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Travel, work enjoyed by industry pro


Jay Trepp, Brede Exposition Services

With 32 years in the tradeshow industry, Jay Trepp, 74, claims he doesn’t work as hard as he once did.

“I take a lot of vacations,” he joked. “I don’t do as much as I used to. I kind of just oversee things and solve challenges. That’s a good task for an accountant.”

Trepp, senior vice president of Brede Exposition Services, understates his contributions. With the company’s Boston office serving as his base, Trepp spends about 50 percent of the year traveling to tradeshows around the country. And though he is a good 10 years past a traditional retirement age, he shows no signs of slowing down.

“I’ll work as long as they’ll let me work,” Trepp said during a break in his workday. He was in the middle of shredding old records, straightening out his files and handling some billing issues.

Trepp, born and raised in Glastonbury, Conn., went to work for Exhibit Aids Inc, an exposition contractor based in Washington, D.C., in 1977. He was a controller for a while and then assumed general manager duties when the position opened up. In 1990, Exhibit Aids merged with Brede and he rose through the ranks to his current position.

An accountant by training, Trepp received an master’s in business administration degree from Tuck School of Business at Dartmouth in 1958. It was a path he never envisioned traveling when he was growing up.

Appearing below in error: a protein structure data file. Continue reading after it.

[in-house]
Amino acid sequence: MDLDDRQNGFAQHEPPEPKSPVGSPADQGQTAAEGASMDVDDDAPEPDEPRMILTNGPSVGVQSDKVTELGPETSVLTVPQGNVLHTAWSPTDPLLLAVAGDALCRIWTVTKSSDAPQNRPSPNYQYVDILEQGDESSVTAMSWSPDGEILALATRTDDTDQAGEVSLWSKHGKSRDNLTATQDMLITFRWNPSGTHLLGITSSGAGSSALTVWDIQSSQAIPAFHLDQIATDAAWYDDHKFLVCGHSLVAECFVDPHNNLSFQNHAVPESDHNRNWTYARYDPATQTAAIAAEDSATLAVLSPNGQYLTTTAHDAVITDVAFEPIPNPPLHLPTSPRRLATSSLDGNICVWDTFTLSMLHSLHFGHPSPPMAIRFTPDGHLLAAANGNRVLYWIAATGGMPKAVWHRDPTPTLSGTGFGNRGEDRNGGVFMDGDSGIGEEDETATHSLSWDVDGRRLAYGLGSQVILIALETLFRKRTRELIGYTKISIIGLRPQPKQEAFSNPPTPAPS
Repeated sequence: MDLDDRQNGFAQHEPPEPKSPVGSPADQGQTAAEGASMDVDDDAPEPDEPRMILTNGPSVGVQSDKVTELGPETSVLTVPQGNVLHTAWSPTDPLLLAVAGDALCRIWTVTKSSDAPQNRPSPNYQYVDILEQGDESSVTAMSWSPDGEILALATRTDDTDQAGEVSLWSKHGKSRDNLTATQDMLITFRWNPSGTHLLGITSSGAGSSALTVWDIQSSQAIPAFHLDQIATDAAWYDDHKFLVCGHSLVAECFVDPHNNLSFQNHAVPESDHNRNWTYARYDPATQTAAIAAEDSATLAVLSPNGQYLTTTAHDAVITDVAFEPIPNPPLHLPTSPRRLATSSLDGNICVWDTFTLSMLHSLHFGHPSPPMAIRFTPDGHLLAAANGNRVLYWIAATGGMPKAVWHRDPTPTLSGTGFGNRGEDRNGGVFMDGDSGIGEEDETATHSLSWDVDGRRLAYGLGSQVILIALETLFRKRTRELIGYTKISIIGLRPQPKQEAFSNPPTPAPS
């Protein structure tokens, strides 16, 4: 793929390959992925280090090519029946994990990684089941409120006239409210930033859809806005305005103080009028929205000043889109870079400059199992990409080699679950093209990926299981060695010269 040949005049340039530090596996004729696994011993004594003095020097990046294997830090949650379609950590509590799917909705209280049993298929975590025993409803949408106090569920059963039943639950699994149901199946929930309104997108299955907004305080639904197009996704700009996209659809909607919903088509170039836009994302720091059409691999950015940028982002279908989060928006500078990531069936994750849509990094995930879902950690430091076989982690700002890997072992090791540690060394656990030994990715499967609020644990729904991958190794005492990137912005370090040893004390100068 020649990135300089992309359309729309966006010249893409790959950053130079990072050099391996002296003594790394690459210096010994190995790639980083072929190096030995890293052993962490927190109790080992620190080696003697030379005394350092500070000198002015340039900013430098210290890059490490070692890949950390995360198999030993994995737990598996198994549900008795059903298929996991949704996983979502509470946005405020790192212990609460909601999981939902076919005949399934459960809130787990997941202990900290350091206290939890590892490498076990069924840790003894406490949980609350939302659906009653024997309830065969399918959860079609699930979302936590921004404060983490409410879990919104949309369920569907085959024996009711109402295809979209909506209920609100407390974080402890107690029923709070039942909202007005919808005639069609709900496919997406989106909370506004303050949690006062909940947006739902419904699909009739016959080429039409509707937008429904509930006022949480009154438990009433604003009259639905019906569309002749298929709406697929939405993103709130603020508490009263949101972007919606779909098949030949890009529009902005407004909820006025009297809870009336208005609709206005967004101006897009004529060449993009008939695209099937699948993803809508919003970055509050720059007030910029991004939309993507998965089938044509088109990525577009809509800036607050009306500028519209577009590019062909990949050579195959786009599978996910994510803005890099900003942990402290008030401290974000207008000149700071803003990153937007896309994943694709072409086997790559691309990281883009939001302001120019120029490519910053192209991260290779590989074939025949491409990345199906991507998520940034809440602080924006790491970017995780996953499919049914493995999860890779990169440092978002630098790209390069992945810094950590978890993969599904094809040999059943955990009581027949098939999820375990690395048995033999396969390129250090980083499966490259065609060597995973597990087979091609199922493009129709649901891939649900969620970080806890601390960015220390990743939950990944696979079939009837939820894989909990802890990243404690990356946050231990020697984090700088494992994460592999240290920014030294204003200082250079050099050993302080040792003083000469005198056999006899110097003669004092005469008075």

“In high school I wanted to grow up to be probably a truck driver,” he said with a laugh. “I didn’t have anything in mind when I went to college.”

Trepp has seen the industry change from one that viewed exhibitors as part of a show to what they are now considered – customers.

“When I came into the business we didn’t always treat them like that,” he said. “I think that’s been a big change with all the contractors. Of course, the type of exhibits has changed, too. No one comes in with 50,000 pounds of wood anymore. Now it’s pre-fab. We still use the same tables and chairs, though.”

The recession is the biggest challenge the industry has faced in some time, Trepp said.

“I think it’s been slowing down, and I think it’s got another year or so to go before it starts coming back,” Trepp said. “Almost all of the jobs we do have been downsized over last year. I think this year the drop-off has been more significant. There’s a time lag because people buy their space a year ahead of time.”

Still, the recent shows he has attended have shown signs of increasing growth, with more attendees and exhibitors, Trepp added.

Traveling to shows might be a drain on anyone who has to do so much of it, but it remains one of the main things Trepp enjoys about his work. That could have something to do with his passion for food, too.

“At a show, I might go to a job and check on the freight. I do some of the negotiating of the labor contracts,” Trepp said. “But wherever I go, I find a good restaurant. In this job I travel to a lot of different cities and no matter where you go you make some friends and you can have a nice dinner.”

Trepp’s favorite? Steak or Italian.

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